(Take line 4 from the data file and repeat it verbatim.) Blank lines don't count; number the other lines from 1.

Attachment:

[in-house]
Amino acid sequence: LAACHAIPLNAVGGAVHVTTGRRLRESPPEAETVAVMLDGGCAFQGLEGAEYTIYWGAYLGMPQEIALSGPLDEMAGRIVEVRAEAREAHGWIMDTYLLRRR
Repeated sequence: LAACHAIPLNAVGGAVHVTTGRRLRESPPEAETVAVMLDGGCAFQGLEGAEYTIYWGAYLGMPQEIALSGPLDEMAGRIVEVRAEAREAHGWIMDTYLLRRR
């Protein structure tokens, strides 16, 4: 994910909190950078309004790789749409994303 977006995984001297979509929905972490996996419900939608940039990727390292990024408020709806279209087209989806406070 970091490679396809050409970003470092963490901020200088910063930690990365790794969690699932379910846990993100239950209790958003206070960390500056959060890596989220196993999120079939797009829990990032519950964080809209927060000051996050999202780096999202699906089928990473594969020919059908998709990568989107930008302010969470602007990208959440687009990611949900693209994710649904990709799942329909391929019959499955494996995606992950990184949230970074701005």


């Protein structure tokens, strides 16, 4: 994910909190950078309004790789749409994303 977006995984001297979509929905972490996996419900939608940039990727390292990024408020709806279209087209989806406070 970091490679396809050409970003470092963490901020200088910063930690990365790794969690699932379910846990993100239950209790958003206070960390500056959060890596989220196993999120079939797009829990990032519950964080809209927060000051996050999202780096999202699906089928990473594969020919059908998709990568989107930008302010969470602007990208959440687009990611949900693209994710649904990709799942329909391929019959499955494996995606992950990184949230970074701005």